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Yizheng Zhu joins CPT

(August 27, 2012)

Yizheng Zhu has joined the ECE faculty as an assistant professor. He comes to Virginia Tech from Duke University, where he was a research scientist in the Department of Biomedical Engineering. He has designed quantitative optical microscopy techniques with high sensitivity, novel fiber-optic interferometers for studying depth-resolved one- and two-dimensional light scattering, and a clinical endoscopic system based on angle-resolved low coherence interferometry.

Virginia Tech Photonics Center gets $3.2 million to develop energy-related fiber-optics sensors

(LaserFocusWorld - August 25, 2011)

Blacksburg, VA--The U.S. Department of Energy (DOE) and the Electric Power Research Institute (EPRI) have awarded $3.2 million to the Center for Photonics Technology at Virginia Polytechnic Institute and State University (Virginia Tech) for three projects related to fiber-optic sensing.

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DOE Award for High Temperature Structural Health Monitoring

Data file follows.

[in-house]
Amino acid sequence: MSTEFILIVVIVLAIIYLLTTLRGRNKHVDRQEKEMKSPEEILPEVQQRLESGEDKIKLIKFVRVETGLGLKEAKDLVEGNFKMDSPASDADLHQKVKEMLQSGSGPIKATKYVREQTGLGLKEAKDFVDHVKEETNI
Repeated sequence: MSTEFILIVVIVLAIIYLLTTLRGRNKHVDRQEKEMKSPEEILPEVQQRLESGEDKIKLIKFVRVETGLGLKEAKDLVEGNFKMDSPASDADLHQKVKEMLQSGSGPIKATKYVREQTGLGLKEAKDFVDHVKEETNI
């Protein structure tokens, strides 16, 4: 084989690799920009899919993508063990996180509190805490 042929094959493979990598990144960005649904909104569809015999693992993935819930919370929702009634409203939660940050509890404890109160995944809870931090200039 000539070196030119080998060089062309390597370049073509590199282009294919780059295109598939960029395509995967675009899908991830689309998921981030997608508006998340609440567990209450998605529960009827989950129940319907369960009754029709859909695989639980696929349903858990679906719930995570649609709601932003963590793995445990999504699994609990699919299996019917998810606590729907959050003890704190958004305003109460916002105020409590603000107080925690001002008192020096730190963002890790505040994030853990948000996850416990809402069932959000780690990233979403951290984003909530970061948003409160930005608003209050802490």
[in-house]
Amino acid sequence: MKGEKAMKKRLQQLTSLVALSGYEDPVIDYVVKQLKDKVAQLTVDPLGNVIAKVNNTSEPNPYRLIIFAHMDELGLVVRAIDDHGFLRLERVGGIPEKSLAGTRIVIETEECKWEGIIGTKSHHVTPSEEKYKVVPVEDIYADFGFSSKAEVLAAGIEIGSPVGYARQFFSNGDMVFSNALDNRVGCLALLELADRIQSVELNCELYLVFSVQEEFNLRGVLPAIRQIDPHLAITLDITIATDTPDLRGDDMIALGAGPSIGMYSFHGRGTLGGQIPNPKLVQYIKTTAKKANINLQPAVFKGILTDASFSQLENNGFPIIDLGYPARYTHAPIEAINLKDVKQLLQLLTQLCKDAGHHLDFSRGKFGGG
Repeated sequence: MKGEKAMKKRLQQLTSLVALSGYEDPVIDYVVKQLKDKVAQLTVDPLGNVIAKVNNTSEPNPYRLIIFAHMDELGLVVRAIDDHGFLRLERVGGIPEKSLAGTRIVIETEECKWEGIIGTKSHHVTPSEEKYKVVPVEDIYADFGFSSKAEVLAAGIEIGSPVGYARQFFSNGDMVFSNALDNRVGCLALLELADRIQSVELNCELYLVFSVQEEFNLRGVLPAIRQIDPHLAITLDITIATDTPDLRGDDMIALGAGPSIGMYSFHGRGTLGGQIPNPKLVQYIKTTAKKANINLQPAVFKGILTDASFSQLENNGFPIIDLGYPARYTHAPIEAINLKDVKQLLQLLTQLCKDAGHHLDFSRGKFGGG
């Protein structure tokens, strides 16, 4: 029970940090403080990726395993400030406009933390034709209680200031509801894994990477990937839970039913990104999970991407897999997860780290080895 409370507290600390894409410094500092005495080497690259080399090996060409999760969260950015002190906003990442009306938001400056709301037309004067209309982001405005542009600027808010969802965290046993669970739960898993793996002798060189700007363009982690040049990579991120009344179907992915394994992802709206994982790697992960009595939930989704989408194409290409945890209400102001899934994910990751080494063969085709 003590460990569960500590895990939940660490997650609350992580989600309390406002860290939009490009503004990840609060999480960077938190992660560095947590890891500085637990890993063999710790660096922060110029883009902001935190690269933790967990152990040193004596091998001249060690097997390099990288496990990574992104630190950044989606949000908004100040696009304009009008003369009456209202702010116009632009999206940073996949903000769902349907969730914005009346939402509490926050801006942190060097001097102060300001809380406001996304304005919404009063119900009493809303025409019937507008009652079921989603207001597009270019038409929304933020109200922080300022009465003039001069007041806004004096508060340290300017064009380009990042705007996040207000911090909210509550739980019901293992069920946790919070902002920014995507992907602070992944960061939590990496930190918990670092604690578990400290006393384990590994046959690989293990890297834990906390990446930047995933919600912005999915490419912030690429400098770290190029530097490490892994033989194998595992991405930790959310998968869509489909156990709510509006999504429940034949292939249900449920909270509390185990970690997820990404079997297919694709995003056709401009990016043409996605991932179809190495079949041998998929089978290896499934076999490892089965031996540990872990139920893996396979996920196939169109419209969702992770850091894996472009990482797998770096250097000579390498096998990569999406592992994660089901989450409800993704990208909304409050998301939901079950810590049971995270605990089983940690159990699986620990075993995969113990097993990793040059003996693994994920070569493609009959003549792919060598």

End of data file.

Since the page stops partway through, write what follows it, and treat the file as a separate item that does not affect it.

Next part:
(August, 2011)

CPT was selected for a 3-year $1.2 million award by the U.S. Department of Energy National Energy Technology Laboratory to develop a first-of-a-kind technology for remote fiber optic generation and detection of acoustic waves for structural health monitoring. The proposed technology will require no electric power supply at the monitoring site and is expected to be able to operate in high temperature and multiplexing capability for multi-location monitoring at the same time. It would allow the recording of information about various material conditions including temperature, strain, corrosion, and cracking. This remote high temperature monitoring capability would fulfill a variety of key material and structure monitoring needs in fossil fuel electric power generation systems.

DOE Award for Economical Clean Coal Technology

(August, 2011)

CPT was recently award a 3-year $1.17 million project by the U.S. Department of Energy National Energy Technology Laboratory to investigate and develop a fiber optic technology for fully distributed measurement of ultra-high temperatures. This technology would allow extraction of health information about the refractory liners of a coal gasifier. Coal gasification is known to be the best clean coal technology to date. However, the ultra-high temperature and the extreme chemical corrosion involved in the gasification process often forces operators to frequently shut down a gasifier for refractory replacement. The proposed technology would substantially reduce the shutdown frequency for significant improvement in gasifier operating efficiency and cost saving. In this project CPT researchers will collaborate with Eastman Chemical Co.

New Project for Transformer Health Diagnostics

(August, 2011)